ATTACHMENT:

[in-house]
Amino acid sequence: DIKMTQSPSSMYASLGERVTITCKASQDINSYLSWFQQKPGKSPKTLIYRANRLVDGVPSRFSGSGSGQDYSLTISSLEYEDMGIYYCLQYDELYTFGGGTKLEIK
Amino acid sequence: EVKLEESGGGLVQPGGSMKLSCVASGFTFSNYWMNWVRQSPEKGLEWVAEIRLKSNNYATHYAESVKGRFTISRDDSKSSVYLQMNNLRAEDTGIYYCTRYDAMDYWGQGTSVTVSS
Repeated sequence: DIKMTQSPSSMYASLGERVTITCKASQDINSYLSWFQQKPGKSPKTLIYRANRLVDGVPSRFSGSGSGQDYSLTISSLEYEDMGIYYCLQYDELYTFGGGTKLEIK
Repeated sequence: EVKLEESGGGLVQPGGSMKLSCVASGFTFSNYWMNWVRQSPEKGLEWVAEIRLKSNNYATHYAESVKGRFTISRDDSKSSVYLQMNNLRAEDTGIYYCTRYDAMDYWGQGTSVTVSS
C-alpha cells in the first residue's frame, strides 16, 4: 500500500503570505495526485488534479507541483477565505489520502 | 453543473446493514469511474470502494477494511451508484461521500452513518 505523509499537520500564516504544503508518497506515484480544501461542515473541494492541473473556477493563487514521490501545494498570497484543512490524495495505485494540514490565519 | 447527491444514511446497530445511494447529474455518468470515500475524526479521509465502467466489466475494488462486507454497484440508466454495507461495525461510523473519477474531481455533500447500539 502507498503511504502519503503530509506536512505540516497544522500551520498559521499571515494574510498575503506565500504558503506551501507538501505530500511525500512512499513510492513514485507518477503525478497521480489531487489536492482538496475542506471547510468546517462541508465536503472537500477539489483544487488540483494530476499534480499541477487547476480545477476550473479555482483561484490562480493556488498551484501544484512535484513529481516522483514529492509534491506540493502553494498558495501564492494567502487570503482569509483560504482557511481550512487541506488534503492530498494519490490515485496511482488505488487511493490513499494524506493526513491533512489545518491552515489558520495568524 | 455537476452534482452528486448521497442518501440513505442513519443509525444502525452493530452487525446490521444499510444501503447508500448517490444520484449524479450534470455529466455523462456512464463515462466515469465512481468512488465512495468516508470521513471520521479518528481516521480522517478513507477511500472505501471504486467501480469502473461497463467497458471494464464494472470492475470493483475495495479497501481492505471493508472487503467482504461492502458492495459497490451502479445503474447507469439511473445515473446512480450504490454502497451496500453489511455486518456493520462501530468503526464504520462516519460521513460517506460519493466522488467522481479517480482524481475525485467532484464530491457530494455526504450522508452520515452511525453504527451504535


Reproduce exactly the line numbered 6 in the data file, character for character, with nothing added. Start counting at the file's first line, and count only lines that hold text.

C-alpha cells in the first residue's frame, strides 16, 4: 500500500503570505495526485488534479507541483477565505489520502 | 453543473446493514469511474470502494477494511451508484461521500452513518 505523509499537520500564516504544503508518497506515484480544501461542515473541494492541473473556477493563487514521490501545494498570497484543512490524495495505485494540514490565519 | 447527491444514511446497530445511494447529474455518468470515500475524526479521509465502467466489466475494488462486507454497484440508466454495507461495525461510523473519477474531481455533500447500539 502507498503511504502519503503530509506536512505540516497544522500551520498559521499571515494574510498575503506565500504558503506551501507538501505530500511525500512512499513510492513514485507518477503525478497521480489531487489536492482538496475542506471547510468546517462541508465536503472537500477539489483544487488540483494530476499534480499541477487547476480545477476550473479555482483561484490562480493556488498551484501544484512535484513529481516522483514529492509534491506540493502553494498558495501564492494567502487570503482569509483560504482557511481550512487541506488534503492530498494519490490515485496511482488505488487511493490513499494524506493526513491533512489545518491552515489558520495568524 | 455537476452534482452528486448521497442518501440513505442513519443509525444502525452493530452487525446490521444499510444501503447508500448517490444520484449524479450534470455529466455523462456512464463515462466515469465512481468512488465512495468516508470521513471520521479518528481516521480522517478513507477511500472505501471504486467501480469502473461497463467497458471494464464494472470492475470493483475495495479497501481492505471493508472487503467482504461492502458492495459497490451502479445503474447507469439511473445515473446512480450504490454502497451496500453489511455486518456493520462501530468503526464504520462516519460521513460517506460519493466522488467522481479517480482524481475525485467532484464530491457530494455526504450522508452520515452511525453504527451504535